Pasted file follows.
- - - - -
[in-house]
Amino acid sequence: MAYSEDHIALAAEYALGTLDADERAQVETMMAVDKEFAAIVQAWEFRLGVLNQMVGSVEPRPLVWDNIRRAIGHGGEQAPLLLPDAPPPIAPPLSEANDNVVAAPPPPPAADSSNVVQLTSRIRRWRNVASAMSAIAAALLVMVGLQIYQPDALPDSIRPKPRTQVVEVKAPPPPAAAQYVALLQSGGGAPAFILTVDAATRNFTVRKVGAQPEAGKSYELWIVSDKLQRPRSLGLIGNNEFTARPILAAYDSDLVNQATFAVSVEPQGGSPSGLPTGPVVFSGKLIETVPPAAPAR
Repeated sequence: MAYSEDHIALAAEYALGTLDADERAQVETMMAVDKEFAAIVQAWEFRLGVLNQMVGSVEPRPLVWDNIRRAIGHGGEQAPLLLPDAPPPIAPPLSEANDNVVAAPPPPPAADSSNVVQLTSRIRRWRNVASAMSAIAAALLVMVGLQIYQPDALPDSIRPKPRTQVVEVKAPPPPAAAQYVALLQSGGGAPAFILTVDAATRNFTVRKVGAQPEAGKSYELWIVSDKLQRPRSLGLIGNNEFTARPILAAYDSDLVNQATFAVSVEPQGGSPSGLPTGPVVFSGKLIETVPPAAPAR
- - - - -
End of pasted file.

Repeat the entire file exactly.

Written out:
[in-house]
Amino acid sequence: MAYSEDHIALAAEYALGTLDADERAQVETMMAVDKEFAAIVQAWEFRLGVLNQMVGSVEPRPLVWDNIRRAIGHGGEQAPLLLPDAPPPIAPPLSEANDNVVAAPPPPPAADSSNVVQLTSRIRRWRNVASAMSAIAAALLVMVGLQIYQPDALPDSIRPKPRTQVVEVKAPPPPAAAQYVALLQSGGGAPAFILTVDAATRNFTVRKVGAQPEAGKSYELWIVSDKLQRPRSLGLIGNNEFTARPILAAYDSDLVNQATFAVSVEPQGGSPSGLPTGPVVFSGKLIETVPPAAPAR
Repeated sequence: MAYSEDHIALAAEYALGTLDADERAQVETMMAVDKEFAAIVQAWEFRLGVLNQMVGSVEPRPLVWDNIRRAIGHGGEQAPLLLPDAPPPIAPPLSEANDNVVAAPPPPPAADSSNVVQLTSRIRRWRNVASAMSAIAAALLVMVGLQIYQPDALPDSIRPKPRTQVVEVKAPPPPAAAQYVALLQSGGGAPAFILTVDAATRNFTVRKVGAQPEAGKSYELWIVSDKLQRPRSLGLIGNNEFTARPILAAYDSDLVNQATFAVSVEPQGGSPSGLPTGPVVFSGKLIETVPPAAPAR